Also we are also promised an “architecturally” designed bridge for the ngauranga-petone path, but given that it will also be used by vehicles during construction, and be able to be used by emergency vehicles afterward, I don’t hold out much hope that it will be “stunning”
If LGWM are allowed to get away with a crossing here is sets the bar pretty low for the ambition of the rest of the projects….
The trade-off of things like sexy bridges is that they are really expensive, and the stick insect above is probably the most realistic option. It is wasn’t orange it would be horrible looking.
If we want to get some good infrastructure we need to be realistic about the vast costs of tracked light rail, when we could future proof with rapid bus corridors and build multiple other, smaller, projects such as the bridge, and cover the traffic through the bypass to make the city far more liveable than a street train can.
Expensive is a tricky concept. How do you balance the cost of a thousand irritated car drivers per day, vs hassle free cost for every runner from now on ? How much is “too much” ?
They seem very keen to throw as much shade on bridges as possible,
1) The Mass transit needs to be planned first … (given the mass transit to the Airport is phase 2 of the project- this is simply code for we might build you a bridge later but for now you’re getting a crossing!
2) its an “oversize” route,- again meaning the bridge has to be really high ( and expensive) – aka your bridge is writing checks LGWM can’t cash…
3) The ramps would be too long… someone really needs to show these guys this thing called curves and circles,
“While a bridge could be a long-term option, we first need to plan the major projects in the area, including choosing the mode and route for Mass Rapid Transit. There are also several challenges involved with building an overbridge crossing.”
I can’t believe they are using that as an excuse. You could reword this phrase of LGWM’s to say:
“We’ve had over 5 years to decide a route for Mass Rapid Transit, and while we still haven’t a clue as to what form that might take, we’re in absolutely no doubt which route it will take. Still, we want to spin this out for as long as we can just to piss off as many people as possible, so we’ll make up some really spurious reasons that only a bunch of numpties would believe. Plain simple fact is that we haven’t got anyone with the talent to design something interesting, and nor do we have anyone with the ability to make a decision. We all had our balls removed at birth.”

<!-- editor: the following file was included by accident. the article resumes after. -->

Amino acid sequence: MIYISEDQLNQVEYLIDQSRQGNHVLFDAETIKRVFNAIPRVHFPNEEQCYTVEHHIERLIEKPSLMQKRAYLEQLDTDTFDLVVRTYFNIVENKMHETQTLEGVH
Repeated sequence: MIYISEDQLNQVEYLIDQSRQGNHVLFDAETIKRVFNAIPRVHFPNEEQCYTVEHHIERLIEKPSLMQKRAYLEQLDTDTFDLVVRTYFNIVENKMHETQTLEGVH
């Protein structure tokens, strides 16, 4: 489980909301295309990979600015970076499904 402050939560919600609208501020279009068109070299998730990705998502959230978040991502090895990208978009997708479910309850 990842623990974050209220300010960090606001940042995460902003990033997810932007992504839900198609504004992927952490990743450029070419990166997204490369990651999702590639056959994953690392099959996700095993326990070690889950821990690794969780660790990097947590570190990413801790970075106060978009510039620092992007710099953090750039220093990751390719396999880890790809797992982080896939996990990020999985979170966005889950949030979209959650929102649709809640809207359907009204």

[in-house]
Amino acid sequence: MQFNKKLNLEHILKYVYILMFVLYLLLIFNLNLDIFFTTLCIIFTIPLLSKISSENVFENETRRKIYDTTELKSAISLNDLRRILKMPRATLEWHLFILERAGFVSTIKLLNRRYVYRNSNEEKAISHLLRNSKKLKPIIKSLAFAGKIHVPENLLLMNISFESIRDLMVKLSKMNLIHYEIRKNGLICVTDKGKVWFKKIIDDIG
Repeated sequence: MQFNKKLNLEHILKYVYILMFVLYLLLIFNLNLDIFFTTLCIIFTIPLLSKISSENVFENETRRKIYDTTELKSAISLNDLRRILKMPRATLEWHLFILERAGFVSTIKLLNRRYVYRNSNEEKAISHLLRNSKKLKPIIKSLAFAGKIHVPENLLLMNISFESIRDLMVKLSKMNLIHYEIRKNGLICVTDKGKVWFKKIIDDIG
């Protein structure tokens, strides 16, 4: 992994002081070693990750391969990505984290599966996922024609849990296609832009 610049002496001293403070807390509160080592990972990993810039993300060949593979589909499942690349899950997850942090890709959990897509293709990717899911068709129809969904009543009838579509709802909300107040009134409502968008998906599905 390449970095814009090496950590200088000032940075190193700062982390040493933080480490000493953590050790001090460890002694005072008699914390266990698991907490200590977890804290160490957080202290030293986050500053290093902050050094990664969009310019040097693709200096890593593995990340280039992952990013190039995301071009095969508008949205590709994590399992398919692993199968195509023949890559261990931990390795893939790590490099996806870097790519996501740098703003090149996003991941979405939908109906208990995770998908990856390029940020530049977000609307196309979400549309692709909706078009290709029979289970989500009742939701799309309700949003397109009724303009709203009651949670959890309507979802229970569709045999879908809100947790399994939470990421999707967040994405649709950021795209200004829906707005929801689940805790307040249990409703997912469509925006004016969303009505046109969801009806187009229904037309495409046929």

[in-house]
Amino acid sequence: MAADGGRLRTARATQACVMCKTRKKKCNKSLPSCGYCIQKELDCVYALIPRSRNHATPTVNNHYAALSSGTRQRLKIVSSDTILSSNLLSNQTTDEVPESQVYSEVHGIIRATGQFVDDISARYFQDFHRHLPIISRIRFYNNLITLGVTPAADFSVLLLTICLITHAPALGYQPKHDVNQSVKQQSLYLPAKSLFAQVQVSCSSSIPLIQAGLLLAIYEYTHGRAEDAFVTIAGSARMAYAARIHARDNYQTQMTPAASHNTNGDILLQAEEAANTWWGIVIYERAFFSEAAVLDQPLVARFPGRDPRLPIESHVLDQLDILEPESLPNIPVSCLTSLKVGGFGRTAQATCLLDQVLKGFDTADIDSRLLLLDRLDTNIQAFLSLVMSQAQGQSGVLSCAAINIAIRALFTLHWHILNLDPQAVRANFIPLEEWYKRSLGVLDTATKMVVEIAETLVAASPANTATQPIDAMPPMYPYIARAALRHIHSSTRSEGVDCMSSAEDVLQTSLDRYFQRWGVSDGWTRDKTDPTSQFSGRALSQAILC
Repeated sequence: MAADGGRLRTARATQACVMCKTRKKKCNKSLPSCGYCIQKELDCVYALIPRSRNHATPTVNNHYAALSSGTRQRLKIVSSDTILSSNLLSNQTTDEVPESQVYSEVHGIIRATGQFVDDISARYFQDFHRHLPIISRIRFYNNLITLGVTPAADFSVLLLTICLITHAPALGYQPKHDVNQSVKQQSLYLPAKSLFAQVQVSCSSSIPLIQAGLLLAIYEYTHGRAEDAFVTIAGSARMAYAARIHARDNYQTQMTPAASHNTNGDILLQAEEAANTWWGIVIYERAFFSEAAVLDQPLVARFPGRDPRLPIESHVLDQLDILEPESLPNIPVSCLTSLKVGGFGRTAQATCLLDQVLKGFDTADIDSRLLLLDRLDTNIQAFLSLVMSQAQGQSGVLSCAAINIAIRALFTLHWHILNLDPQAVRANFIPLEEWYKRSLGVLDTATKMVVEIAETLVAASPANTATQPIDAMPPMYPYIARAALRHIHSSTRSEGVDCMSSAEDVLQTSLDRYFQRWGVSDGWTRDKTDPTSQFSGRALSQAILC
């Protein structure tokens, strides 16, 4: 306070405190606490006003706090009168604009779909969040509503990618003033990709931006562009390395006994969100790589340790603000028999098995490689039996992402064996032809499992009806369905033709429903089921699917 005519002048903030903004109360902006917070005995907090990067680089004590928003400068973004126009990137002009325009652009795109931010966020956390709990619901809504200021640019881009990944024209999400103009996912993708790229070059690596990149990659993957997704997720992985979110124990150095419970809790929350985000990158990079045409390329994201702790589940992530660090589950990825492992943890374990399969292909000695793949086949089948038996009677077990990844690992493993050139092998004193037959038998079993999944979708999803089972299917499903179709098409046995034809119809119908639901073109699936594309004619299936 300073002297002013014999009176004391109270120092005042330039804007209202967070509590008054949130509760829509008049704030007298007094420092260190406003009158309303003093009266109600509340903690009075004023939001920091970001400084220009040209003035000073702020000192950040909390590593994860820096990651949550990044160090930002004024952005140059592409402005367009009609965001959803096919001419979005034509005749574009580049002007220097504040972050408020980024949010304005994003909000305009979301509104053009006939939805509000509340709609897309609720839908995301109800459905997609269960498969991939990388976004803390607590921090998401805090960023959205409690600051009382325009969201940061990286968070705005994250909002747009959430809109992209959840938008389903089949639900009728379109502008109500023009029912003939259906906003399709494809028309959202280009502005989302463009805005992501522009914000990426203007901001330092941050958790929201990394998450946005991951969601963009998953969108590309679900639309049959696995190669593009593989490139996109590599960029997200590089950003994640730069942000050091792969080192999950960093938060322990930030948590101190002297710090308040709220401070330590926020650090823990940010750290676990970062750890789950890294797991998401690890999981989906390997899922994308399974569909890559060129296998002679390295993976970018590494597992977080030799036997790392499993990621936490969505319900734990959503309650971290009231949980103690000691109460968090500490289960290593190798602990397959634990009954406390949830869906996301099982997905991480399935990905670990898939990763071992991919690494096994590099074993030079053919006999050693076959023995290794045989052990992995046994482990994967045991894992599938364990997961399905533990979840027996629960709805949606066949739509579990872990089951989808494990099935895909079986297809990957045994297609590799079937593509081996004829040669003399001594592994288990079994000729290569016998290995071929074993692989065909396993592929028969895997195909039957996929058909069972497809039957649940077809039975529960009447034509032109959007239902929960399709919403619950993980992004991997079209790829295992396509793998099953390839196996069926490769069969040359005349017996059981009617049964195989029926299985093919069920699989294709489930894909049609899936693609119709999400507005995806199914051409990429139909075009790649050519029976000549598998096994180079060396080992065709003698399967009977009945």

Amazing ideas, great article, very positive and forward-looking, thank you :-)
Out of idle curiosity, why not a motor traffic bridge over ground-level pedestrian/cycle/wheelchair/scooter users?
Mr Filth – motor bridges over = massive cost, massively heavy structures, oppressive horrible effect on people going underneath, raised source of noise=more visual and audible acoustic pollution (although, being next to the airport, that one makes no difference!). Generally speaking, a pedestrian and cycle bridge has almost no live load and so it can be very thin and light – main problem in Wellington near that site will of course be a massive amount of wind… but thin and light would allow good engineers to craft a very delicate structure. Of course, bad engineers could also design a heavy and ugly structure instead. So, we ask architects and engineers to form a team for a mini competition to design a beautiful, inspiring, lightweight pedestrian structure over the Cobham Drive. They’ll leap at the chance!
This Taranaki one is cool
also another view
Yes, it is pretty cool. (Sorry – you were kept i the spam folder for a while). Can you remember who the designers were? It’s quite a clever design – a simple arch up top, but the supports (hangers? chords? struts?) rotate as it progresses. I would have hated to be the engineer responsible for working out the live load stresses on that thing…
its got its own wiki page
and a swath of awards….
The designer was Peter Mulqueen, and here is his take on it..
Who says engineers don’t have soul?